- Cancer Information
- Advanced cancer
- Facing end of life
- Emotional and spiritual concerns
- Coping with change and loss
Coping with change and loss
Finding a way to cope with knowing you are dying can depend on many factors, including your age, whether or not you have children, your relationships with a partner or family members, and your cultural or spiritual beliefs. It may also depend on how your family and friends cope with the news.
Everyone will find their own way at their own pace. There is no right or wrong way. For some people, learning more about the physical process of dying can make it easier to cope. Others find it helps not to think too far ahead, but to focus on a month, a week or even a day at a time.
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When you’ve been told that you’re dying with cancer, you may find it hard to feel hopeful. While it may be unrealistic to hope for a cure, you can find hope in other things, such as sharing some special times with those you love. Studies of people dying with cancer show that people’s hope can be maintained when their health professionals:
- involve them in decision-making, especially about palliative care treatment options and where they would like to die
- reassure them that any pain and other symptoms will be well controlled.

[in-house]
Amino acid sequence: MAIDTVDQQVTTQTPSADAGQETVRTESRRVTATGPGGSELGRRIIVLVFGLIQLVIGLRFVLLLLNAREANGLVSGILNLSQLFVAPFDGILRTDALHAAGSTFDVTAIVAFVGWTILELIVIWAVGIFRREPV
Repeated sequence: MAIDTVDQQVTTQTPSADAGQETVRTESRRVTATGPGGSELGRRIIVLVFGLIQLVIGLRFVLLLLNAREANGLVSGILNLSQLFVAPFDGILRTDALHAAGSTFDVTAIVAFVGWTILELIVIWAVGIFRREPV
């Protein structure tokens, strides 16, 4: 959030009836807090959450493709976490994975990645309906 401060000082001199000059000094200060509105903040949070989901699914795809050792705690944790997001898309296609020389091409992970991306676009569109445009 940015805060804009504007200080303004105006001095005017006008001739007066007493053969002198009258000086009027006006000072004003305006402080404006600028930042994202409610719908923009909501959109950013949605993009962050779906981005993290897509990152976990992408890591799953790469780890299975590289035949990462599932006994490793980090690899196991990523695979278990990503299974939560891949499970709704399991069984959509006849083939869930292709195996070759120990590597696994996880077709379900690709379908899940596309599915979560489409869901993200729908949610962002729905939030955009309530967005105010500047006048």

Finding a balance between knowing you are dying and still trying to live as fully as possible is sometimes called “living with dying”. This may mean focusing more on the present. You may find that some days it’s easier to achieve this than others.
When you’re approaching the end of life, you may feel like you’ve lost control. One way to maintain some control is to make decisions about your current and future health care and medical treatment, and to record your preferences in advance care paperwork.
Other losses and changes happen throughout a terminal illness – loss of work, loss of social roles, loss of friendships, loss of connection to community, and loss of independence. A dying person often needs to spend time grieving for these losses.
You might also experience preparatory grief, which means reacting to the impending loss of your life. You may grieve for events that you won’t be around for, such as marriages, graduations and new babies in the family. If you don’t have a partner or children, you may mourn the lost opportunity to have these relationships or experiences. You can also grieve for small pleasures such as not being able to have a morning cup of coffee.
Gradually, you may feel less able to do things or you may lose interest in activities you previously enjoyed. For many people, this is a natural part of coming to terms with death. It may make you feel sad and very low, but you may also move towards a sense of peace.
Dr Megan Ritchie, Staff Specialist Palliative Medicine, Palliative Care Service, Concord Repatriation General Hospital, NSW; Gabrielle Asprey, Cancer Support Consultant, Cancer Council NSW; Rosemary Cavanough, Consumer; Louise Durham, Nurse Practitioner, Metro South Palliative Care Service, QLD; Tracey Gardner, Senior Psychologist, Cancer Counselling Service, Cancer Council Queensland; Karen Hall, 13 11 20 Consultant, Cancer Council SA; Linda Nolte, Program Director, Advance Care Planning Australia, VIC; Rowena Robinson, Clinical Advisor, Palliative Care Australia, ACT; Helena Rodi, Program Manager, Advance Care Planning Australia, VIC.
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